New Delhi: The Indian Medical Device industry led by the Association of Indian Medical devices Association (AiMeD) has urged the government to undertake a complete and thorough review of its FDI policy for medical device sector which was announced with much fanfare in January 2015 with the aim to attract foreign investments in medical device manufacturing within India but is now feared being used to augment foreign ownership in pharma companies way above permissible limits. The policy also appears to have done little to boost domestic manufacturing of medical devices, an area where we are critically dependent on imports.
“It is high time that the government undertakes a thorough review of its FDI policy in medical device sector as it has failed to achieve the stated objectives and it is also clear now that its loopholes are being exploited for nefarious gains,” said Mr Rajiv Nath, Forum Coordinator of AiMeD, the foremost voice of Indian medical device manufacturers.
The call from the industry comes close on the heels of finance ministry asking the RBI to undertake a review of all foreign investments made in the medical device and pharma sector post the announcement of new FDI policy as due to definitional and procedural overlap, increased foreign investments in pharma sector is presumed or feigned to be allowed under the policy or simply being misused to justify increased ownership of foreign investors in Indian pharma entities.
“Government should also investigate how much FDI has gone into manufacturing and how much into promoting trading activities behind the garb of domestic labeling as the purpose was to drive make ‘Make in India’ not drive out what little manufacturing was there in India,” said Mr Nath.
The new FDI policy for medical devices had permitted 100% FDI in greenfield project as well as brownfield projects. Government’s decision to permit 100% FDI in brownfield had come under scathing criticism from the Indian medical device manufacturers as they had feared a severe dip in domestic manufacturing as MNCs were more likely to takeover Indian companies and then use the old Indian entity just for an Indian address to use it as an import and labeling hub. In due course, this would also have resulted in severe competitive disadvantage for Indian owned medical device units as they would not be able to compete with cheap imports.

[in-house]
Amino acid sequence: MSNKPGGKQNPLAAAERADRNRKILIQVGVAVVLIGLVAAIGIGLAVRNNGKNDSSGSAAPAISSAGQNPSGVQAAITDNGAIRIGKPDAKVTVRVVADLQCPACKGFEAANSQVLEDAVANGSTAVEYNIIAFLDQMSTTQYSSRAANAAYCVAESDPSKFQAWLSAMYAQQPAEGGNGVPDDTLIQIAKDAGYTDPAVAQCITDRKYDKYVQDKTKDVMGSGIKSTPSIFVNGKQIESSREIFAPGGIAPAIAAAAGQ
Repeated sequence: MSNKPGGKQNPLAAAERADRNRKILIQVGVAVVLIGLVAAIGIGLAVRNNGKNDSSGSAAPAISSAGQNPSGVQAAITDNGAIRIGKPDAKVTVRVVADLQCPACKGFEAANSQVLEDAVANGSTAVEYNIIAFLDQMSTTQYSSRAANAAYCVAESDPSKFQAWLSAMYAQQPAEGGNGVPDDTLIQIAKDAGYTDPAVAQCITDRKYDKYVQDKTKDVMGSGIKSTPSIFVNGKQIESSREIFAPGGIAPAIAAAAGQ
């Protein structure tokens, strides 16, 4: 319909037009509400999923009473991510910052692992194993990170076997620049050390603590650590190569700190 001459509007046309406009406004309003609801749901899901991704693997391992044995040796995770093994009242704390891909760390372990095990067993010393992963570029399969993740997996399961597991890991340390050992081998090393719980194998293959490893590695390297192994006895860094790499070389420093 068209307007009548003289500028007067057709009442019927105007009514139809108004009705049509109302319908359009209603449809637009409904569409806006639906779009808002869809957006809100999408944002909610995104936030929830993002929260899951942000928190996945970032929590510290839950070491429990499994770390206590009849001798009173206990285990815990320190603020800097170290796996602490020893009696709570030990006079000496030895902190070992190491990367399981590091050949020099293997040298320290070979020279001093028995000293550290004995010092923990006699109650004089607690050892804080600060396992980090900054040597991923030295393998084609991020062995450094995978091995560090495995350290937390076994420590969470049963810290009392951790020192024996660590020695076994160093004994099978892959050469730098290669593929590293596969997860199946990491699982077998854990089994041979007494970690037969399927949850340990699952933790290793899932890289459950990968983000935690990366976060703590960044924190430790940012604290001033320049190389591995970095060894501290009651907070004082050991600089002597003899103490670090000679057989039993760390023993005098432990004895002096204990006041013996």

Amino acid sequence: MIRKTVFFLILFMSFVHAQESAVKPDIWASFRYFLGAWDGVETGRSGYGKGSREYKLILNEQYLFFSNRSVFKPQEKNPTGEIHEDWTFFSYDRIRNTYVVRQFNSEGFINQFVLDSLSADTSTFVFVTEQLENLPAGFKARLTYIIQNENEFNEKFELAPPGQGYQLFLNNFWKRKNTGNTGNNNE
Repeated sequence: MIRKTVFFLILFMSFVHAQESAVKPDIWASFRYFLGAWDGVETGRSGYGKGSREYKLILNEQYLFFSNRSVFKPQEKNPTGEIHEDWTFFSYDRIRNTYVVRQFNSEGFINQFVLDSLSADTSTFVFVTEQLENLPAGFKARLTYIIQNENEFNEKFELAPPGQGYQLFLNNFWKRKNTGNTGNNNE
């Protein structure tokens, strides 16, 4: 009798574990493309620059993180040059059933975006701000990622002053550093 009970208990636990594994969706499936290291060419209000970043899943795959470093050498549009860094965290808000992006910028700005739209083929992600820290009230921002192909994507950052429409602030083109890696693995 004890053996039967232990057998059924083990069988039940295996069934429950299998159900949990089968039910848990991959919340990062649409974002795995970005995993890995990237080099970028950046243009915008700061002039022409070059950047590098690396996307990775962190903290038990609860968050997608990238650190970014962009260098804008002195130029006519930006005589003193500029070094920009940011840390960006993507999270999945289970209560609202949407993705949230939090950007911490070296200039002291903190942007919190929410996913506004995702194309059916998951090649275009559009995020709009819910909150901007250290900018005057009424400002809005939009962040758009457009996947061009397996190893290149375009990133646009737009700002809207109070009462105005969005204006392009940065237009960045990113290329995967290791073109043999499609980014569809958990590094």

The government last year to give a boost to ambitious ‘Make in India’ programme, had pushed forwarded a half-baked and ill conceived FDI policy without undertaking regulatory reforms or closing the policy loopholes, the pitfalls of which we are now witnessing. Industry also believes that no real foreign investment has poured into manufacturing as many importers masquerading as manufactures are simply importing and labeling devices here to enjoy double benefits while the genuine domestic manufactures continue to suffer in silence.
Government should also investigate how much FDI has gone into manufacturing and how much into promoting trading activities behind the garb of domestic labeling as the purpose was to drive make ‘Make in India’ not drive out what little manufacturing was there in India
However, as things have unfolded, it appears that the policy has also given birth to an unexpected and flip side to the entire scheme. Currently and historically, medical device and pharmaceutical industry in India has been governed by the same set of legislation and regulatory framework i.e Drugs and Cosmetics Act, 1940. The proposed Drugs and Cosmetics (Amendment) Act, 2013 which was withdrawn in June this year, had also not made a any distinction between medical device and medicines despite strong, reasoned and persistent case made by the medical device industry to emphasize the fact that the two industry had vastly differing regulatory and definitional requirements, said the statement.
“Little wonder, India’s regulatory and definitional confusion has resulted in dwarfing the growth of domestic medical device industry and has made the country hugely import dependent, mentioned Mr Nath adding, “Due to government’s reluctance to undertake remedial measures, PM Modi’s ‘Make in India’ plan is also being jeopardized at the altar of inexplicable policy and regulatory stubbornness.”